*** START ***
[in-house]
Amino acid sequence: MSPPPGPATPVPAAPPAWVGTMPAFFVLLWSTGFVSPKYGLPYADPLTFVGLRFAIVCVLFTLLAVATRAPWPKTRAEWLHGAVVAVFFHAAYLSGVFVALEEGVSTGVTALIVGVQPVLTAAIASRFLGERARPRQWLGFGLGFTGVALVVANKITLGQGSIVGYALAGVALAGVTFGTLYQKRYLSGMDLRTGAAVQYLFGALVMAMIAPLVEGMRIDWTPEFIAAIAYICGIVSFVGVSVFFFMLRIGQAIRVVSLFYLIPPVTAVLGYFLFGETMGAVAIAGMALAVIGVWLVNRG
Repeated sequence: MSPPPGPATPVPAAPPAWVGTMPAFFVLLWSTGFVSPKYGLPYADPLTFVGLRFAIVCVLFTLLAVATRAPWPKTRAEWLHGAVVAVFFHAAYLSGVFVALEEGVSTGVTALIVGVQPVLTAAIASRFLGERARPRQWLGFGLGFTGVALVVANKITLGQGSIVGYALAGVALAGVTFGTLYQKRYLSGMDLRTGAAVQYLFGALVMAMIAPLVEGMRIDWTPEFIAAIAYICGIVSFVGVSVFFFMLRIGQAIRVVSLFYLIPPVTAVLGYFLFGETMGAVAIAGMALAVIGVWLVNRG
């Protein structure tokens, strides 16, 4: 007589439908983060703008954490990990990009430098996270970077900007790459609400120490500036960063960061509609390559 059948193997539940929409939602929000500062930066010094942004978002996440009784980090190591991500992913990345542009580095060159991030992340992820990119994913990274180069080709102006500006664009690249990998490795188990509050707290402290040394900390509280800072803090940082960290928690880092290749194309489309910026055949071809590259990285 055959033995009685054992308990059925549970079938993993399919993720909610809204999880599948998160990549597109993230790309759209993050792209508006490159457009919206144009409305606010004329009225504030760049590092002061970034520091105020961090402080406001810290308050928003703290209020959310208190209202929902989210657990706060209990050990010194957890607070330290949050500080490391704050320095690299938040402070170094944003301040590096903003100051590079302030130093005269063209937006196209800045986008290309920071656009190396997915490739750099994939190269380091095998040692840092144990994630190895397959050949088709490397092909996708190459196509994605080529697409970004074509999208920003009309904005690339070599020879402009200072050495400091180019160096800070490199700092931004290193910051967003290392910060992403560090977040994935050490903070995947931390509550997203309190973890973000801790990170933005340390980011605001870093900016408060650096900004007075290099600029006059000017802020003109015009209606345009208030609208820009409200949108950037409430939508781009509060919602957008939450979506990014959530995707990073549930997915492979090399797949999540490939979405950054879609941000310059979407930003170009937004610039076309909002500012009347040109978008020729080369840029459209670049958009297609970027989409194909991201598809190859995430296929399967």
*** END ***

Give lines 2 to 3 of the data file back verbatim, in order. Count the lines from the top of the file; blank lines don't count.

Amino acid sequence: MSPPPGPATPVPAAPPAWVGTMPAFFVLLWSTGFVSPKYGLPYADPLTFVGLRFAIVCVLFTLLAVATRAPWPKTRAEWLHGAVVAVFFHAAYLSGVFVALEEGVSTGVTALIVGVQPVLTAAIASRFLGERARPRQWLGFGLGFTGVALVVANKITLGQGSIVGYALAGVALAGVTFGTLYQKRYLSGMDLRTGAAVQYLFGALVMAMIAPLVEGMRIDWTPEFIAAIAYICGIVSFVGVSVFFFMLRIGQAIRVVSLFYLIPPVTAVLGYFLFGETMGAVAIAGMALAVIGVWLVNRG
Repeated sequence: MSPPPGPATPVPAAPPAWVGTMPAFFVLLWSTGFVSPKYGLPYADPLTFVGLRFAIVCVLFTLLAVATRAPWPKTRAEWLHGAVVAVFFHAAYLSGVFVALEEGVSTGVTALIVGVQPVLTAAIASRFLGERARPRQWLGFGLGFTGVALVVANKITLGQGSIVGYALAGVALAGVTFGTLYQKRYLSGMDLRTGAAVQYLFGALVMAMIAPLVEGMRIDWTPEFIAAIAYICGIVSFVGVSVFFFMLRIGQAIRVVSLFYLIPPVTAVLGYFLFGETMGAVAIAGMALAVIGVWLVNRG